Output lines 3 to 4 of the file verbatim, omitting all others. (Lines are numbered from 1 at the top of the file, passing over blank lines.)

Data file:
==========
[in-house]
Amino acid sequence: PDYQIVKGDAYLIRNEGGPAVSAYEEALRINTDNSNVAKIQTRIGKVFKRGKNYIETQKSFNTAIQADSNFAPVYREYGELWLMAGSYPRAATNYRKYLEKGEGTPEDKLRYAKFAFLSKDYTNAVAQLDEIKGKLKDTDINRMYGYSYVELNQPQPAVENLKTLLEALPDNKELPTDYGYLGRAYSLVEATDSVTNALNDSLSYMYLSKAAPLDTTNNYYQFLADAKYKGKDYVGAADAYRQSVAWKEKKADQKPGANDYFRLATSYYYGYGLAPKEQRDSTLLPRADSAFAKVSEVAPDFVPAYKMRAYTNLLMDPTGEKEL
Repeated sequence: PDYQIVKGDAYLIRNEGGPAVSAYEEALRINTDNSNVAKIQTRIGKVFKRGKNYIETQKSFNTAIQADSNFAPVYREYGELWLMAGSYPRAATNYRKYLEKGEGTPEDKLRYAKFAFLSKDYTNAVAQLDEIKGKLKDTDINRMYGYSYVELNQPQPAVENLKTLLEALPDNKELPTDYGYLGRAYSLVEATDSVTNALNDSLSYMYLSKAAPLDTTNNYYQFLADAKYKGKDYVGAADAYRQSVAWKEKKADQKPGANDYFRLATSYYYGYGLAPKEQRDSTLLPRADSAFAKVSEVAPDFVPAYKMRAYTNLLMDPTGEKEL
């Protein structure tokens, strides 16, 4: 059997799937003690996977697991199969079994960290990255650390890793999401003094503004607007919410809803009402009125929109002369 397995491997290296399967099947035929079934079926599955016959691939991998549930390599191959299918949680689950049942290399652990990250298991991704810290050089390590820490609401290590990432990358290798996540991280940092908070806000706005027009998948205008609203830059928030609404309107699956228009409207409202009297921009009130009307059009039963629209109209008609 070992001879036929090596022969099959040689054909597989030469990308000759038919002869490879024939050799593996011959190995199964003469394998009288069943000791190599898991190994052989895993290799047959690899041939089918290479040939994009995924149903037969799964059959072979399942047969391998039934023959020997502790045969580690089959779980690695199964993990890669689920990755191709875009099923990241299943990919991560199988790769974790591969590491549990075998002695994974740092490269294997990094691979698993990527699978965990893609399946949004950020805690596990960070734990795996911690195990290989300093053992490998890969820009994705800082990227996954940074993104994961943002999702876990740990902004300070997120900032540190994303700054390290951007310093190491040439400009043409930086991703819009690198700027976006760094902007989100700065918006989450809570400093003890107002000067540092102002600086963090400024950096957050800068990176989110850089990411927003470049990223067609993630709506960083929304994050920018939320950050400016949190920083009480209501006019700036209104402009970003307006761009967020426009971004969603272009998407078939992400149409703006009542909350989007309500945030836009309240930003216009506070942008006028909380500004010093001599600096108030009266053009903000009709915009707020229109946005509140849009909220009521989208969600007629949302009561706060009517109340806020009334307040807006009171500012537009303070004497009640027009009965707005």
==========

Repeated sequence: PDYQIVKGDAYLIRNEGGPAVSAYEEALRINTDNSNVAKIQTRIGKVFKRGKNYIETQKSFNTAIQADSNFAPVYREYGELWLMAGSYPRAATNYRKYLEKGEGTPEDKLRYAKFAFLSKDYTNAVAQLDEIKGKLKDTDINRMYGYSYVELNQPQPAVENLKTLLEALPDNKELPTDYGYLGRAYSLVEATDSVTNALNDSLSYMYLSKAAPLDTTNNYYQFLADAKYKGKDYVGAADAYRQSVAWKEKKADQKPGANDYFRLATSYYYGYGLAPKEQRDSTLLPRADSAFAKVSEVAPDFVPAYKMRAYTNLLMDPTGEKEL
């Protein structure tokens, strides 16, 4: 059997799937003690996977697991199969079994960290990255650390890793999401003094503004607007919410809803009402009125929109002369 397995491997290296399967099947035929079934079926599955016959691939991998549930390599191959299918949680689950049942290399652990990250298991991704810290050089390590820490609401290590990432990358290798996540991280940092908070806000706005027009998948205008609203830059928030609404309107699956228009409207409202009297921009009130009307059009039963629209109209008609 070992001879036929090596022969099959040689054909597989030469990308000759038919002869490879024939050799593996011959190995199964003469394998009288069943000791190599898991190994052989895993290799047959690899041939089918290479040939994009995924149903037969799964059959072979399942047969391998039934023959020997502790045969580690089959779980690695199964993990890669689920990755191709875009099923990241299943990919991560199988790769974790591969590491549990075998002695994974740092490269294997990094691979698993990527699978965990893609399946949004950020805690596990960070734990795996911690195990290989300093053992490998890969820009994705800082990227996954940074993104994961943002999702876990740990902004300070997120900032540190994303700054390290951007310093190491040439400009043409930086991703819009690198700027976006760094902007989100700065918006989450809570400093003890107002000067540092102002600086963090400024950096957050800068990176989110850089990411927003470049990223067609993630709506960083929304994050920018939320950050400016949190920083009480209501006019700036209104402009970003307006761009967020426009971004969603272009998407078939992400149409703006009542909350989007309500945030836009309240930003216009506070942008006028909380500004010093001599600096108030009266053009903000009709915009707020229109946005509140849009909220009521989208969600007629949302009561706060009517109340806020009334307040807006009171500012537009303070004497009640027009009965707005």